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FTX plans to claw back Bankman-Fried’s donations, including Murray, Schrier, charities

Campaign finance records show Murray and Schrier received donations to their successful re-election campaigns from Bankman-Fried of $5,800 and $2,900 respectively.

Published: December 27, 2022 11:40pm

Updated: December 28, 2022 11:26pm

(The Center Square) -

The new executive of failed cryptocurrency exchange FTX has a message for politicians or charities who received money from former CEO Samuel Bankman-Fried: give it back, or we’ll take it back with interest.

The list of recipients of Bankman-Fried’s political spending is a long one and includes members of Congress from Washington state, Sen. Patty Murray, D-Bothell, and Kim Schrier, D-Sammamish.

Spokespersons for both campaigns told the Seattle Times that they were planning to donate the money to charity.

Under the guidance of new executive John Jay Ray III, an attorney and insolvency specialist who managed to successfully claw back a great deal of money after Enron imploded in the early 00s, FTX has said that’s not good enough.

“Recipients are cautioned that making a payment or donation to a third party (including a charity) in the amount of any payment received from a FTX Contributor does not prevent the FTX Debtors from seeking recovery from the recipient or any subsequent transferee,” the company said in a Dec. 19 statement.

It further warned, “To the extent such payments are not returned voluntarily, the FTX Debtors intend to commence actions before the Bankruptcy Court to require the return of such payments, with interest accruing from the date any action is commenced.”

FTX founder and former billionaire Bankman-Fried is currently under house arrest at his parents’ home, awaiting trial on a $250 million dollar bond, one of the largest in U.S. history.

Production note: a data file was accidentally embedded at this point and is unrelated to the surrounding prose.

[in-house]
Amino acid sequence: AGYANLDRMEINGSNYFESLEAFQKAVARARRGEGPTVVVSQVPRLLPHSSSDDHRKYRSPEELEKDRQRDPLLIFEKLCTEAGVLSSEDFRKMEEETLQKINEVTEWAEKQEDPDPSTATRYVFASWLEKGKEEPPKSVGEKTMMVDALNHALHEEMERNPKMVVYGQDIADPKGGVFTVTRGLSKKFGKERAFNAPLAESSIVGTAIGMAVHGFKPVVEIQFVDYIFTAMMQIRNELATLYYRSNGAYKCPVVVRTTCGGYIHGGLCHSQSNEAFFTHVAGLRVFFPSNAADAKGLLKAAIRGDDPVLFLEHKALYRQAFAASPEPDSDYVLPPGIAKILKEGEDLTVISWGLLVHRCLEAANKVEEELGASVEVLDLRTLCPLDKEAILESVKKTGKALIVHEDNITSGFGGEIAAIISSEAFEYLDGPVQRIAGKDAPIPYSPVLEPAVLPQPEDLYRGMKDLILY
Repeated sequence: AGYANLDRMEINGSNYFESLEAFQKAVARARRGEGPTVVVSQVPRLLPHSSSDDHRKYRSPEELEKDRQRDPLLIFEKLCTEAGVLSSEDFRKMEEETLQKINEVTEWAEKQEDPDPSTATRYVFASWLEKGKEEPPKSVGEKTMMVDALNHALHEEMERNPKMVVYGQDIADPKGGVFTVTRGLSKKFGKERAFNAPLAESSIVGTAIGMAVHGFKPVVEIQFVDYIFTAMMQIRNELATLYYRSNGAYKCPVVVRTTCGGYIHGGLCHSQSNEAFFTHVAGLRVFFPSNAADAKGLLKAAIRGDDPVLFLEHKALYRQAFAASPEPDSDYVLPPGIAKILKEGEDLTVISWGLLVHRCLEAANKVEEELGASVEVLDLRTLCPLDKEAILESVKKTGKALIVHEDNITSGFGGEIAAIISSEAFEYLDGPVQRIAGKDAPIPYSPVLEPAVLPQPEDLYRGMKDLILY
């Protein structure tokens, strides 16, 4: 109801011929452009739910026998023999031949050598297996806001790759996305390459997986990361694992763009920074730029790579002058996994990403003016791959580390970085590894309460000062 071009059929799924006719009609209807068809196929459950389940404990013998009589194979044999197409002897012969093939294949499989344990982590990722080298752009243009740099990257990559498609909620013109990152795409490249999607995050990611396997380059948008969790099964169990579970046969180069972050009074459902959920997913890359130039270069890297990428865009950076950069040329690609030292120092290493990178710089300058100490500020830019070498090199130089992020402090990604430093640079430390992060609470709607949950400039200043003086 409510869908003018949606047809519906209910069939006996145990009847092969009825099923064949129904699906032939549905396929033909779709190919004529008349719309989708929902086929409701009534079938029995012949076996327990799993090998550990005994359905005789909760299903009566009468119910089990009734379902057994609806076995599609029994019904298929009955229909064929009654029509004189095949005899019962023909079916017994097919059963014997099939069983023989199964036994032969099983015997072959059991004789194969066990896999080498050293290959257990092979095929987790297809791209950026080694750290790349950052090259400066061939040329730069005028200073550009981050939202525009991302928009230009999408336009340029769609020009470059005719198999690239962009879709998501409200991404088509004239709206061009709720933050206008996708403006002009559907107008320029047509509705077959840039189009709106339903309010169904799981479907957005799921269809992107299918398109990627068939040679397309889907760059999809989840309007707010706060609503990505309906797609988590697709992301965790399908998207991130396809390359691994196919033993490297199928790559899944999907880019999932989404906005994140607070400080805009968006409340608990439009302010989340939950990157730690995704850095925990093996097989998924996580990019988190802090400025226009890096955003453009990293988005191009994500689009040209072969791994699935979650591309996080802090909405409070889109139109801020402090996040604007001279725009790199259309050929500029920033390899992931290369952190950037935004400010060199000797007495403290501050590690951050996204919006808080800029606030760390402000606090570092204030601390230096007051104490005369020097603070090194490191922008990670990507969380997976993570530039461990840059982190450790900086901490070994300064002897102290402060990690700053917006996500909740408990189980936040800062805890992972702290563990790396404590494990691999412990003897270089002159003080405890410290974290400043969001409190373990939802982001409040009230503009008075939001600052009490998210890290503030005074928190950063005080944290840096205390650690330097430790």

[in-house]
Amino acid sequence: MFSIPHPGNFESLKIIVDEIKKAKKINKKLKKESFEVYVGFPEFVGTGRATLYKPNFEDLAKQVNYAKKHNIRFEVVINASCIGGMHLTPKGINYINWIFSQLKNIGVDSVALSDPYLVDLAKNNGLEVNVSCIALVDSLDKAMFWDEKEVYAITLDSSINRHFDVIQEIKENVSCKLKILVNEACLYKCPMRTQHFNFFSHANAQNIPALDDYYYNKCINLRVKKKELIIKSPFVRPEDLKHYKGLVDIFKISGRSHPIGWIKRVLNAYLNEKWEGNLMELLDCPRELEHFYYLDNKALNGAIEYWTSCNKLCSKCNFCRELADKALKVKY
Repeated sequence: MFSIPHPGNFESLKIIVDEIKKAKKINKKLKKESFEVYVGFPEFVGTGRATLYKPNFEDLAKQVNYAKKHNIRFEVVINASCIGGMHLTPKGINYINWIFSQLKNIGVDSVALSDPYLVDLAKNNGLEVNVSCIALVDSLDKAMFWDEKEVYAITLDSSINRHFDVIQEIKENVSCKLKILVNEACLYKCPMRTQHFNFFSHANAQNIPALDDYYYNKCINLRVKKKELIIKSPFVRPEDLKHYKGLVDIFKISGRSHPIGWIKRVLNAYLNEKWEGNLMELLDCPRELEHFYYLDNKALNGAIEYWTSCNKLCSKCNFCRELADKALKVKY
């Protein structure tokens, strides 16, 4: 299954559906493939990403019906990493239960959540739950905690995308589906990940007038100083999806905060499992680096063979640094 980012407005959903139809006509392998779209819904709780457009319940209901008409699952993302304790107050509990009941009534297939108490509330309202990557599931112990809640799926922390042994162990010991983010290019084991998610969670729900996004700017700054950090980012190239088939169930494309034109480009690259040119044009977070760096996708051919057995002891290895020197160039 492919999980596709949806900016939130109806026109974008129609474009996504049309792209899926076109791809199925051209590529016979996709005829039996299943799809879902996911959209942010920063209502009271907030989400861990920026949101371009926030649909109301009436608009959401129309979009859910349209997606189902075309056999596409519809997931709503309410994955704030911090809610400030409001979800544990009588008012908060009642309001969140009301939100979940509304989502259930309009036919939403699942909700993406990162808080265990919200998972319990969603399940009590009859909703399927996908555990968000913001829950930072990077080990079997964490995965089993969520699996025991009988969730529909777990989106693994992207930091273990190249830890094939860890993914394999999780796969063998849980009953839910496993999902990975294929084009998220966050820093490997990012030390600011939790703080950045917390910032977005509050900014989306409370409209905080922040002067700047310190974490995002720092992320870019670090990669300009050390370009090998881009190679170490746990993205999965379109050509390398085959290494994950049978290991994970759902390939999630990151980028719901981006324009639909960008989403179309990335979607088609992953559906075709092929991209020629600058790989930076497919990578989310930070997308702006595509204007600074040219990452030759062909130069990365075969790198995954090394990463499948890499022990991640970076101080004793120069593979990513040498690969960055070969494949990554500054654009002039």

The legal issue for entities that Bankman-Fried donated money to turns on whether or not he actually had the money to make those donations without dipping into the company till.

Federal prosecutors allege Bankman-Fried embezzled client funds from his cryptocurrency exchange to use for his own ends, including donations to Murray, Schrier and hundreds of others.

Before the FTX creditors can legally claw back some or all of that money, either the government will have to prove its case in court or Bankman-Fried will have to plead guilty.

Ray took the position of executive on Nov. 11 and immediately took the company into bankruptcy.

“Never in my career have I seen such an utter failure of corporate controls at every level of an organization, from the lack of financial statements to a complete failure of any internal controls or governance whatsoever,” he said in a Dec. 13 statement to the House Financial Services Committee.

In the wake of the Enron collapse, Ray returned about 52 cents on the dollar to all of the company’s creditors, or $828.9 million, according to a Wall Street Journal report.

As of mid-December, Ray told the Financial Services Committee that he had “secured more than $1 billion of digital assets to protect against the risk of theft or unauthorized transfers.”

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